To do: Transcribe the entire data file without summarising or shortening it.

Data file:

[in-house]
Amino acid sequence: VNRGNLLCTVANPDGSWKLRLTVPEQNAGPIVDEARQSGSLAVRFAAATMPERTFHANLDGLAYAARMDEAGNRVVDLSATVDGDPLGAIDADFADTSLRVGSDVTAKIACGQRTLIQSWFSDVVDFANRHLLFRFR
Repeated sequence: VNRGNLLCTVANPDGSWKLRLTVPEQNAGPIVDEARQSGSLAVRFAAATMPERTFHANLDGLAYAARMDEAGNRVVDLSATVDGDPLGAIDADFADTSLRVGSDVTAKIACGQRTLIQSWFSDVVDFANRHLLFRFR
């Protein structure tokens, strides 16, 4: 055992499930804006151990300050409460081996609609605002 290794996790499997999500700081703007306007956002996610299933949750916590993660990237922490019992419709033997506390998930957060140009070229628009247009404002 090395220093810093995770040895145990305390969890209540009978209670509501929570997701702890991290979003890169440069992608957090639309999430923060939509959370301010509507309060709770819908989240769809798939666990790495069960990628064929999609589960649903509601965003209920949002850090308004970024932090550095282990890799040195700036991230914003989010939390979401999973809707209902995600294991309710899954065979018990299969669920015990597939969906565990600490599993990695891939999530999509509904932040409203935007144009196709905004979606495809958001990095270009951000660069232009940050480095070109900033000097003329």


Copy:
[in-house]
Amino acid sequence: VNRGNLLCTVANPDGSWKLRLTVPEQNAGPIVDEARQSGSLAVRFAAATMPERTFHANLDGLAYAARMDEAGNRVVDLSATVDGDPLGAIDADFADTSLRVGSDVTAKIACGQRTLIQSWFSDVVDFANRHLLFRFR
Repeated sequence: VNRGNLLCTVANPDGSWKLRLTVPEQNAGPIVDEARQSGSLAVRFAAATMPERTFHANLDGLAYAARMDEAGNRVVDLSATVDGDPLGAIDADFADTSLRVGSDVTAKIACGQRTLIQSWFSDVVDFANRHLLFRFR
């Protein structure tokens, strides 16, 4: 055992499930804006151990300050409460081996609609605002 290794996790499997999500700081703007306007956002996610299933949750916590993660990237922490019992419709033997506390998930957060140009070229628009247009404002 090395220093810093995770040895145990305390969890209540009978209670509501929570997701702890991290979003890169440069992608957090639309999430923060939509959370301010509507309060709770819908989240769809798939666990790495069960990628064929999609589960649903509601965003209920949002850090308004970024932090550095282990890799040195700036991230914003989010939390979401999973809707209902995600294991309710899954065979018990299969669920015990597939969906565990600490599993990695891939999530999509509904932040409203935007144009196709905004979606495809958001990095270009951000660069232009940050480095070109900033000097003329």